The study hypothesis is that preemptive ultrasound-guided superior hypogastric plexus block reduces the need for analgesia and it is safe in pelvic cancer surgeries.
Our primary outcome was the total 24 h morphine consumption. Secondary outcomes were visual analogue scale (VAS) at 0–2–4–8 and 24 h postoperative, vital signs (HR and MBP), and side effects of both the technique and the used drugs (bupivacaine and morphine).
This study was conducted in National Cancer Institute, Cairo after obtaining institutional ethical committee board approval (IRB no: IRB0004025 on 22 June 2020) and clinical trial registration (NCT04732234). A written informed consent was obtained from each participant before the surgery. The study included 36 patients undergoing pelvic cancer surgeries between February 2021 till December 2022. Inclusion criteria were age 18–70 years, ASA II, III, patients undergoing pelvic surgeries, while exclusion criteria were patients, refusal, coagulopathy, and local infection at site of the block. Patients were randomized according to an online random number generator (computer-generated sequence). Concealment was achieved using sealed opaque envelopes. Upon arrival to the operating room, basic monitors were applied (electrocardiogram (ECG), non-invasive blood pressure, pulse oximetry, and capnography). Anesthesia was induced by propofol (2 mg/kg) and fentanyl (2 μg/kg). After induction of anesthesia, endotracheal intubation was facilitated by IV rocuronium (0.5 mg/kg). Anesthesia was maintained by sevoflurane (2%) and rocuronium (0.1 mg/kg every 40 min). Both the patient and the anesthetist were blinded to which group the patient were allocated.
Ultrasound-guided technique (Mishra et al. 2013)
Bowel preparation was done, and urinary catheter was inserted to empty the bladder before surgery. The technique was done under complete aseptic conditions with the patient in supine position. A curved transducer 2–5 MHz of ultrasound machine (Sonosite, M-Turbo, USA) was placed 3–4 cm below umbilicus to identify the division of the abdominal aorta into the two common iliac arteries by placing the probe longitudinally, then the body of L5 lumbar vertebra was identified by rotating the transducer transversely. A 22-G, 15-cm Chiba needle was introduced in an out of plane technique, and advanced away from vascular structures (using Doppler mode) until bony contact with L5 vertebra. The needle then was withdrawn for 2 mm to avoid injection into the periosteum then injection was done. using ultrasound help the introduction of the needle through its path and show real-time injection of local anesthetic.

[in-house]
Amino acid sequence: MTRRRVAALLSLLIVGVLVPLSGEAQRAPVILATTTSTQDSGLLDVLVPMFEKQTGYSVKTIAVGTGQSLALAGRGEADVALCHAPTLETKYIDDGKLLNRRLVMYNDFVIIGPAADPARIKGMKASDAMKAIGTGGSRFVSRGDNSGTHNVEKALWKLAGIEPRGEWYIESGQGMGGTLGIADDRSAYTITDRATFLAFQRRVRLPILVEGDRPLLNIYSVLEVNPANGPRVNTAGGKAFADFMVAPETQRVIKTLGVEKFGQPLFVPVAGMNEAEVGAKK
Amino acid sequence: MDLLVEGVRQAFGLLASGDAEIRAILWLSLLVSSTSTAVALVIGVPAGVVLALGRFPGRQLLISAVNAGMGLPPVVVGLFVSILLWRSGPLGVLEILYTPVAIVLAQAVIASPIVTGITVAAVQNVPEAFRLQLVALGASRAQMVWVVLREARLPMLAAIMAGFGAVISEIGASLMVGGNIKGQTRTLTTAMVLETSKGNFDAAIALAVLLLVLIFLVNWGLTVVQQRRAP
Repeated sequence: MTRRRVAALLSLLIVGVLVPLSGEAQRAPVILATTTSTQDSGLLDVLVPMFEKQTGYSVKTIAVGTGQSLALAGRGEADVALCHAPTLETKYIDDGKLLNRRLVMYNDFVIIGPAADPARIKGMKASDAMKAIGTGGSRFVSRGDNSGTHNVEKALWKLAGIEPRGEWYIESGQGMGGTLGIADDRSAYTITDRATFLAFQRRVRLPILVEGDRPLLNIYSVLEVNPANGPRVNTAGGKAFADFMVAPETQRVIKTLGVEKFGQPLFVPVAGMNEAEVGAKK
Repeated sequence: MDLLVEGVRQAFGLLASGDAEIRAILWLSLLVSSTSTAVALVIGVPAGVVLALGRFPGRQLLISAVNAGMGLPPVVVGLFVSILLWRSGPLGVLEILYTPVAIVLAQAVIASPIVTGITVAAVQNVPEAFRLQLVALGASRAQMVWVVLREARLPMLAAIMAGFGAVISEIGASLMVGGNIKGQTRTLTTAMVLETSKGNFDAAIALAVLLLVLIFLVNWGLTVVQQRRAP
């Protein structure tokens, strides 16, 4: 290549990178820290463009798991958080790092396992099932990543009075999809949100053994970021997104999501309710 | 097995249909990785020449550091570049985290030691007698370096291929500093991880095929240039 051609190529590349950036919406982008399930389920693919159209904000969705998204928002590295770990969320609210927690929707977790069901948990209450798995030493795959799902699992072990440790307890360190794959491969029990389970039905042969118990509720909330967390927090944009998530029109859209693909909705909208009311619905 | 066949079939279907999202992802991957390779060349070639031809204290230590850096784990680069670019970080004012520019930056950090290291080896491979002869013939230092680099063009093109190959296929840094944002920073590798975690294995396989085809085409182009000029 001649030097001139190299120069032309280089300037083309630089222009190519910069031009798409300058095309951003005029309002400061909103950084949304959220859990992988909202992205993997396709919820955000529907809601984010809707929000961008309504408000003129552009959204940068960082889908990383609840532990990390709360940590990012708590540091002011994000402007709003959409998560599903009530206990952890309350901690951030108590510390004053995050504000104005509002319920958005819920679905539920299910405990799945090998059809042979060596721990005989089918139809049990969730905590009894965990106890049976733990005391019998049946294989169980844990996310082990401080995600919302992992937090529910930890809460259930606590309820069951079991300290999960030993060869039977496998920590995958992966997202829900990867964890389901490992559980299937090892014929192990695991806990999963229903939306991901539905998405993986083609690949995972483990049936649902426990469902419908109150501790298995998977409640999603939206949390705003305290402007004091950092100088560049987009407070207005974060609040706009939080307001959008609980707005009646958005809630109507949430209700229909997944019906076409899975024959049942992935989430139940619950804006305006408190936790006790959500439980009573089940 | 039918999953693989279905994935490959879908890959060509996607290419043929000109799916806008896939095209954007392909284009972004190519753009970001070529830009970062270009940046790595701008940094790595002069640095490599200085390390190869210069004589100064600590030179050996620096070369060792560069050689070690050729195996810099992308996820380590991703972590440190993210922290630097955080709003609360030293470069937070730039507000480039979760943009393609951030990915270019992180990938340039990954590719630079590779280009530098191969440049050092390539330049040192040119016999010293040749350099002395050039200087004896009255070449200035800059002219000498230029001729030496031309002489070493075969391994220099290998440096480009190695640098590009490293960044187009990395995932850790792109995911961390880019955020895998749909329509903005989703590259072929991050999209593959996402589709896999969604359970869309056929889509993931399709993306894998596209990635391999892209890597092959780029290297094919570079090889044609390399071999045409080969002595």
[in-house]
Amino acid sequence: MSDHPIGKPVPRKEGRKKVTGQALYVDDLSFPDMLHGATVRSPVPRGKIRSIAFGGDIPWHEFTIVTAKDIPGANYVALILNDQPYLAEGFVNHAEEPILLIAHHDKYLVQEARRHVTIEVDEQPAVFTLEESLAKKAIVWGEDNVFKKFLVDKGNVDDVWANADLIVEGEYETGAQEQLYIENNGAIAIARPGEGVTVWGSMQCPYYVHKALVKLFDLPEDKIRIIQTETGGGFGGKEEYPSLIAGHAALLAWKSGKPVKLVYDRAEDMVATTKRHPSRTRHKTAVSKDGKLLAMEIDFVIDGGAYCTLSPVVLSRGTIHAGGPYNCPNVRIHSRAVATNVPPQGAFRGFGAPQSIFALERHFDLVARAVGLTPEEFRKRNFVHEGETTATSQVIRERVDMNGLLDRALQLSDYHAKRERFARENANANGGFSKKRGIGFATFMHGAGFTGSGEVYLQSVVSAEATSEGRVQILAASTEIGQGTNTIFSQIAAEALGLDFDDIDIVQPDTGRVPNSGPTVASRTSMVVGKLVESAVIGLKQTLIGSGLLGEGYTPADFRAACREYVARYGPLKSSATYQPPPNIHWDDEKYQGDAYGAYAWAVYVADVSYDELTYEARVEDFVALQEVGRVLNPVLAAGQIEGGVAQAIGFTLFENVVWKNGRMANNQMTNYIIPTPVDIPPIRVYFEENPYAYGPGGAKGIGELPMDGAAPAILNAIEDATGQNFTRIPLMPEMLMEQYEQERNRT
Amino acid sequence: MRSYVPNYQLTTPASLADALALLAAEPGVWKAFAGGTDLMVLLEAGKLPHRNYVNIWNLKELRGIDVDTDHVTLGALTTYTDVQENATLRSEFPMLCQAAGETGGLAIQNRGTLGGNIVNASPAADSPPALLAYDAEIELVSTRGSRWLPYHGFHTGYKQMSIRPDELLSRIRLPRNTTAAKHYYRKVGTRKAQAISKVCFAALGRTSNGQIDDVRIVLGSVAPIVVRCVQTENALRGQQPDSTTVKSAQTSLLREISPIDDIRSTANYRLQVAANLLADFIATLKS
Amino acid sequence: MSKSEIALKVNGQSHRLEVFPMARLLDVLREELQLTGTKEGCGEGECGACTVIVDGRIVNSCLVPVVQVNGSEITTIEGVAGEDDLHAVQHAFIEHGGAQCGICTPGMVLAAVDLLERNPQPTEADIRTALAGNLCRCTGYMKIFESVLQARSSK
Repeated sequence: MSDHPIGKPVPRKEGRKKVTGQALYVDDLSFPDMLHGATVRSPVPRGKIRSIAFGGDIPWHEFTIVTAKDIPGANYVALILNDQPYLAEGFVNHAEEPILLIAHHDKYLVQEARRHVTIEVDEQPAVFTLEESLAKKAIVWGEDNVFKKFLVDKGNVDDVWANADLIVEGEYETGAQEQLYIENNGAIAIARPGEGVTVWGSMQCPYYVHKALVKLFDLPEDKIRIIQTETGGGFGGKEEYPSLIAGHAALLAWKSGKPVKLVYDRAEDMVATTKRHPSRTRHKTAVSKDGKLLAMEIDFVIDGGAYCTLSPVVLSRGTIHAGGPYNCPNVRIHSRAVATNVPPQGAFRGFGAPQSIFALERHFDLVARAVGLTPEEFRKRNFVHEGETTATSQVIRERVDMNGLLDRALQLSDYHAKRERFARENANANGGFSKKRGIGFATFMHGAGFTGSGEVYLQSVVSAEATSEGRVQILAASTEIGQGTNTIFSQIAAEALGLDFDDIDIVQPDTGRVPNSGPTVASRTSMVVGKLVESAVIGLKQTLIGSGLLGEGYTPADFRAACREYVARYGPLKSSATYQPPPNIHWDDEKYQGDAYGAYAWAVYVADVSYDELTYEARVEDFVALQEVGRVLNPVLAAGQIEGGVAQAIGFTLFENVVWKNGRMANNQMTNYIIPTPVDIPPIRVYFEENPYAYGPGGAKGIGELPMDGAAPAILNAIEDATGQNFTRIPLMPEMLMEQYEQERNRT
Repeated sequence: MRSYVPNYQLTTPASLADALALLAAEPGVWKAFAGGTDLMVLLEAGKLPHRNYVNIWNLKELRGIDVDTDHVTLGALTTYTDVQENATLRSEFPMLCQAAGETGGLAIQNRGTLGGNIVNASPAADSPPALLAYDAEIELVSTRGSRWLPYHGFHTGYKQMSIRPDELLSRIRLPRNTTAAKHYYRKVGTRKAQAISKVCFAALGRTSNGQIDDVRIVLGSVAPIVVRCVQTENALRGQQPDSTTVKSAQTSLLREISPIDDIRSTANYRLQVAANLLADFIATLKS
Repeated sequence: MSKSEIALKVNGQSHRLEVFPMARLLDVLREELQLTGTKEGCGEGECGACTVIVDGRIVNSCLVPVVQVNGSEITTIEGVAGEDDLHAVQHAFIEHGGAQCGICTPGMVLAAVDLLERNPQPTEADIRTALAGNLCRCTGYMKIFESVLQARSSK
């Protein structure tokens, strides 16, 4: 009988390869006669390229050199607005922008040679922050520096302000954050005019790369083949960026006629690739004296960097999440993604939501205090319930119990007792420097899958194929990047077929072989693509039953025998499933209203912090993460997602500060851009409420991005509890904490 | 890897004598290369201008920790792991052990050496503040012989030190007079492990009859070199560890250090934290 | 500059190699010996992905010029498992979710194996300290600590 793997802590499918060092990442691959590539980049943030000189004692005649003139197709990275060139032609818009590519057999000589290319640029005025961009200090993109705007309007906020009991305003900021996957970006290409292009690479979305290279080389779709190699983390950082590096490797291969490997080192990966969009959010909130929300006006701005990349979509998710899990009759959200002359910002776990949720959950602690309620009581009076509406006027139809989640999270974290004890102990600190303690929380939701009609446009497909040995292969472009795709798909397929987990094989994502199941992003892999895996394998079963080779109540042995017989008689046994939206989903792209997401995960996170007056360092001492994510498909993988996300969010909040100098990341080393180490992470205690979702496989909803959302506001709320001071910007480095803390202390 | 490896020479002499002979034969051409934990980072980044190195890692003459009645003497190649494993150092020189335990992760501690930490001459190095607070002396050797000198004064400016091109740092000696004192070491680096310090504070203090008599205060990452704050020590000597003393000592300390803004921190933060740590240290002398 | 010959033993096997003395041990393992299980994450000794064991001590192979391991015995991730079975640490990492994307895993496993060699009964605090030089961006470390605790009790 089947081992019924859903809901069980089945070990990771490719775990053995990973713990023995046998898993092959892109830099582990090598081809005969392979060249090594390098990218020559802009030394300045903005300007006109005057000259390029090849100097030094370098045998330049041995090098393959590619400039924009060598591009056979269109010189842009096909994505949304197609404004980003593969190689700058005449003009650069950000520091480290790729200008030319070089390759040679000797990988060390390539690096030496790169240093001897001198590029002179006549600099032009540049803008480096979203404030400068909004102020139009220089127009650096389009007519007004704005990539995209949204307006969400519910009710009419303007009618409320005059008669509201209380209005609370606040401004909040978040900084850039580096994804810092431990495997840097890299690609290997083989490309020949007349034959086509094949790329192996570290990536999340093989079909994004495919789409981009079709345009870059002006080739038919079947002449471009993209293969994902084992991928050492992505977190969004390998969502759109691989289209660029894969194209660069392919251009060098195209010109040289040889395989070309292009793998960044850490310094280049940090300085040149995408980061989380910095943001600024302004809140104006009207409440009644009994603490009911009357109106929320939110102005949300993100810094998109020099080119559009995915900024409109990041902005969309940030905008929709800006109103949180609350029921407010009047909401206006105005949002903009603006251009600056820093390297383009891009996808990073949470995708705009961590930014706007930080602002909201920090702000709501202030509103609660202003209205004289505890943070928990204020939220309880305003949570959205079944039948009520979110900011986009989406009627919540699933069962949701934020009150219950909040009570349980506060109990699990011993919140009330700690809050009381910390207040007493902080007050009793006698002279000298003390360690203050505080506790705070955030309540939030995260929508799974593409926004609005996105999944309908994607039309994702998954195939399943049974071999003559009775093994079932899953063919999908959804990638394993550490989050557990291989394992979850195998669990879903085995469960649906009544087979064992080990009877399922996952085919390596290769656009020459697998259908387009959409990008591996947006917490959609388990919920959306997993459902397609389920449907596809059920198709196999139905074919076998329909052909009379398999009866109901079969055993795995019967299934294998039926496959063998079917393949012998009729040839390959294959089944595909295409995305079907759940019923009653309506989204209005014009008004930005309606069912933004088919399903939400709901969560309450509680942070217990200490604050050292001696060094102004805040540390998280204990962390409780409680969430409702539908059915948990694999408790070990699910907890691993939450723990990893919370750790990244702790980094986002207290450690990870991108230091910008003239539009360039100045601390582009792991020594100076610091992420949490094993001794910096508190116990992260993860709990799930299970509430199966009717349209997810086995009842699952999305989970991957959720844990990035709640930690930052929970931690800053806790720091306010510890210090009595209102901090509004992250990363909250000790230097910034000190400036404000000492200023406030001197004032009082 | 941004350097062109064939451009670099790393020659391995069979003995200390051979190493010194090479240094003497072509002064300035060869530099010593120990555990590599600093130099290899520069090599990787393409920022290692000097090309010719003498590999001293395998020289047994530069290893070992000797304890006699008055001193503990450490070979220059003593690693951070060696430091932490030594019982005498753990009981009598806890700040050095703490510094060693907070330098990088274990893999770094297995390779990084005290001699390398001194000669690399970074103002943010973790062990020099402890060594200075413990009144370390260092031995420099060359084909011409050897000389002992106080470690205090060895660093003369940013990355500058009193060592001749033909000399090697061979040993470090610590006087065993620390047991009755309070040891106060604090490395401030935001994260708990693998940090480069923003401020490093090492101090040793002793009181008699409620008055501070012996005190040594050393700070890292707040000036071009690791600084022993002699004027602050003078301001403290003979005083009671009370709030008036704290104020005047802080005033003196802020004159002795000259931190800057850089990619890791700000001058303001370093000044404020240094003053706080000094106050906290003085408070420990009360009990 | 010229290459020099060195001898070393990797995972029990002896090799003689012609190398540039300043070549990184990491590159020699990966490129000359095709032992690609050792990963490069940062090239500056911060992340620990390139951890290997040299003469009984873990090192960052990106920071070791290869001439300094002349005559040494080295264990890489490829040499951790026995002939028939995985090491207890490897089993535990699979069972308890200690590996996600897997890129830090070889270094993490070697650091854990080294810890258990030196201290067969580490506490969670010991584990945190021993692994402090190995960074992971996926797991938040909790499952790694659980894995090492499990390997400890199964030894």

Patients were randomly allocated in this double-blinded study into two equal groups; group S (18 patients) in which ultrasound-guided SHPB is done using 20 ml Bupivacaine 0.5% before skin incision, group C (control group 18 patients) in which same the technique was done with injecting 20 ml normal saline 0.9% instead of bupivacaine. The spread of the injectate was better visualized as a hyperechoic drug cloud centripetally expanding from the echogenic tip of Chiba needle into the well-defined spaces in both sagittal and longitudinal images (Figs. 1 and 2). Patients of both groups received patient-controlled analgesia with continuous background infusion of morphine 40 mg/100 ml with addition of granisetron (Em-Ex®, Amoun, Egypt) 4 mg/100 ml at a continuous infusion rate 4 ml/h with the ability to give a bolus of 2 ml (0.8 mg) morphine on demand and lockout interval 10 min.
Sample size determination
Based on a previous study done to assess the difference in opiate dose after SHPB the needed sample size for each group was 12 patients, with type I error 0.05 and power of study of 90% (Binkert et al. 2015). It was increased by 15% to adjust for non-parametric tests and 25% to compensate for lost follow-up, so the total calculated sample size was 36 patients (18 patients in each group). Sample size calculation was done by G* power Statistical package version 220.127.116.11.